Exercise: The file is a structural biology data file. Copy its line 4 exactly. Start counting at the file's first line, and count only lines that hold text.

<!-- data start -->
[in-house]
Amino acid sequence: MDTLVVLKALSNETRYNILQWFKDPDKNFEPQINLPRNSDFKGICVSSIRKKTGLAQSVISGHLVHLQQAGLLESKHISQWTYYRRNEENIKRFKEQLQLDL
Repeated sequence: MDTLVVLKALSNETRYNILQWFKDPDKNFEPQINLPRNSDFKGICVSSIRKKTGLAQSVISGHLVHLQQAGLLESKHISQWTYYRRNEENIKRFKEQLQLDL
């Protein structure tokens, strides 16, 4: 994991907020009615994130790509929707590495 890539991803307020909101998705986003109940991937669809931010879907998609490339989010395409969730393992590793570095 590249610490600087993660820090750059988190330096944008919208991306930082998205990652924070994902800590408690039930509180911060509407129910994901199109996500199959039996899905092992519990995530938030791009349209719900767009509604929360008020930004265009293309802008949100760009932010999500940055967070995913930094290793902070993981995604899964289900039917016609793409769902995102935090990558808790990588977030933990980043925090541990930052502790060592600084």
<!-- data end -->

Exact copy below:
């Protein structure tokens, strides 16, 4: 994991907020009615994130790509929707590495 890539991803307020909101998705986003109940991937669809931010879907998609490339989010395409969730393992590793570095 590249610490600087993660820090750059988190330096944008919208991306930082998205990652924070994902800590408690039930509180911060509407129910994901199109996500199959039996899905092992519990995530938030791009349209719900767009509604929360008020930004265009293309802008949100760009932010999500940055967070995913930094290793902070993981995604899964289900039917016609793409769902995102935090990558808790990588977030933990980043925090541990930052502790060592600084």